This is one of my favorite character descriptions in "Uncle Tom's Cabin". It is about Dinah, a cook in a home owned by an man named Augustine St. Clare:
"Though her mode of doing everything was peculiarly meandering and circuitous, and without any sort of calculation as to time and place,-- though her kitchen generally looked as if it has been arranged by a hurricane blowing through it, and she had about as many places for each cooking utensil as there were days in the year,-- yet, if one would have patience to wait her own good time, up would come her dinner in perfect order, and in a style of preparation with which an epicure could find no fault."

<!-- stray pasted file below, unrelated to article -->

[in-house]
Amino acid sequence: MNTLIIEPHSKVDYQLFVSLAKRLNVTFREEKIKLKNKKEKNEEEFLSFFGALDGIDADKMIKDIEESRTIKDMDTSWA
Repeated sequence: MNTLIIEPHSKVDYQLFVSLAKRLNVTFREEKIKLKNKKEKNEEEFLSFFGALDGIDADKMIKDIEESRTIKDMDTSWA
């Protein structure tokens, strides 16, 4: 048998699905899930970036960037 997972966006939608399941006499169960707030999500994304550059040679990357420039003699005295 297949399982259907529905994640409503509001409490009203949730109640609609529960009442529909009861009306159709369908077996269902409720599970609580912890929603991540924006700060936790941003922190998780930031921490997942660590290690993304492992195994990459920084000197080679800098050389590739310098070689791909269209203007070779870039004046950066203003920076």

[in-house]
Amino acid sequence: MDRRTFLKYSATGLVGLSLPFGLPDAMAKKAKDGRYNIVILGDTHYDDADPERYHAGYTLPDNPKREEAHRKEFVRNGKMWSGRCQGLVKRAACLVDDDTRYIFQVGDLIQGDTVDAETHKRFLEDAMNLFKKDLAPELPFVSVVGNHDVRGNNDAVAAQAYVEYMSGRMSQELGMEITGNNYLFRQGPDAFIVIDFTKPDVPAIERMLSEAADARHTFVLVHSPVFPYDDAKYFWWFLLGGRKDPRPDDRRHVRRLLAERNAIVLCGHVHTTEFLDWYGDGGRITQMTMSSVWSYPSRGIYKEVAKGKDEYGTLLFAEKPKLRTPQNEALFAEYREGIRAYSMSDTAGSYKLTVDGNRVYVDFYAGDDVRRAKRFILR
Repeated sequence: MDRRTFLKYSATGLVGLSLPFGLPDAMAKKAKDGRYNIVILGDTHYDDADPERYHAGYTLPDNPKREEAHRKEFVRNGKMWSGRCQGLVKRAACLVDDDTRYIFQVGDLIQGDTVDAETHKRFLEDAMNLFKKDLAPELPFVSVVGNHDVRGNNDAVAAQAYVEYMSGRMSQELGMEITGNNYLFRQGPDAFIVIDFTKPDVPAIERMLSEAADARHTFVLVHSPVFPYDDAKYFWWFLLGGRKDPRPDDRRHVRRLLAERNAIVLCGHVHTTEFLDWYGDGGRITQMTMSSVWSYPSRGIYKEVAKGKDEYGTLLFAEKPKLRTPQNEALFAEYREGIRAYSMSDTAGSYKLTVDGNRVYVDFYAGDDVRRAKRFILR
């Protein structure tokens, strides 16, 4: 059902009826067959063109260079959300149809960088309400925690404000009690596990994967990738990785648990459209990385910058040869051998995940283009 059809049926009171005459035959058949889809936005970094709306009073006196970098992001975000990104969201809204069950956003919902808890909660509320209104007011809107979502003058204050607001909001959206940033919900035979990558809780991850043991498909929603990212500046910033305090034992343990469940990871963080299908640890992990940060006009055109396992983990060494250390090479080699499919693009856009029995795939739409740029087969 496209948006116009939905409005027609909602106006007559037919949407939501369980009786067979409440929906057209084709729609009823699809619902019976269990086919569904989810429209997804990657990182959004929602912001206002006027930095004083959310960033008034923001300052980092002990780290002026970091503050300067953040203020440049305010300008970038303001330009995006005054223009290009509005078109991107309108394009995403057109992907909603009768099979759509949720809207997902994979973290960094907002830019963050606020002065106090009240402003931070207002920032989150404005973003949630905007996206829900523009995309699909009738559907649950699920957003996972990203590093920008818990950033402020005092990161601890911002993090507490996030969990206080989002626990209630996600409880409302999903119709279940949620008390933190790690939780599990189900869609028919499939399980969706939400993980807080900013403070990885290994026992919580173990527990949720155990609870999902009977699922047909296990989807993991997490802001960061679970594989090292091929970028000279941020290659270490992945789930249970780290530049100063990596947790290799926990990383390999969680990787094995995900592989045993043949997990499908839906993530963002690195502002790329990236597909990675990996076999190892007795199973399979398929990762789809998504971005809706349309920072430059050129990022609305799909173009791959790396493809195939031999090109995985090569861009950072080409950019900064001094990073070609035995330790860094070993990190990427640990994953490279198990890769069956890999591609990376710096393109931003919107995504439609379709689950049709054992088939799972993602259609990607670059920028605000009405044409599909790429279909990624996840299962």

Augustine St. Clare's defense of Dinah's methods:
"Now, there's Dinah gets you a capital dinner,-- soup, ragout, roast fowl, dessert, ice-creams and all,-- and she creates it all out of chaos and old night down there, in that kitchen. I think it really sublime, the way she manages. But, Heaven bless us! if we are to go down there, and view all the smoking and squatting about, and hurryscurryation of the preparatory process, we should never eat more! My good cousin, absolve yourself from that! It's more than a Catholic penance, and does no more good. You'll only lose your temper, and utterly confound Dinah. Let her go her own way."